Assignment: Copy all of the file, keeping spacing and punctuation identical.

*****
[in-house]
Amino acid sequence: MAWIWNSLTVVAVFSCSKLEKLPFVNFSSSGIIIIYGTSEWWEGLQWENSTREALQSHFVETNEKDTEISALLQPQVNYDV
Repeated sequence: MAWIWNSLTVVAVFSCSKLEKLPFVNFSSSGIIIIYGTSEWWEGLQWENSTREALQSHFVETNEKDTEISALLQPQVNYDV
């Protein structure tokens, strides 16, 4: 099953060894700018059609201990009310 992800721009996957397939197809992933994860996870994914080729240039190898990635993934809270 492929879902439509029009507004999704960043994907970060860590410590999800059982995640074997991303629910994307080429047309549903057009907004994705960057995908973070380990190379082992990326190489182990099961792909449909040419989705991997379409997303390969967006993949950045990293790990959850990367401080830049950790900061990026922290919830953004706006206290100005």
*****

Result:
[in-house]
Amino acid sequence: MAWIWNSLTVVAVFSCSKLEKLPFVNFSSSGIIIIYGTSEWWEGLQWENSTREALQSHFVETNEKDTEISALLQPQVNYDV
Repeated sequence: MAWIWNSLTVVAVFSCSKLEKLPFVNFSSSGIIIIYGTSEWWEGLQWENSTREALQSHFVETNEKDTEISALLQPQVNYDV
């Protein structure tokens, strides 16, 4: 099953060894700018059609201990009310 992800721009996957397939197809992933994860996870994914080729240039190898990635993934809270 492929879902439509029009507004999704960043994907970060860590410590999800059982995640074997991303629910994307080429047309549903057009907004994705960057995908973070380990190379082992990326190489182990099961792909449909040419989705991997379409997303390969967006993949950045990293790990959850990367401080830049950790900061990026922290919830953004706006206290100005």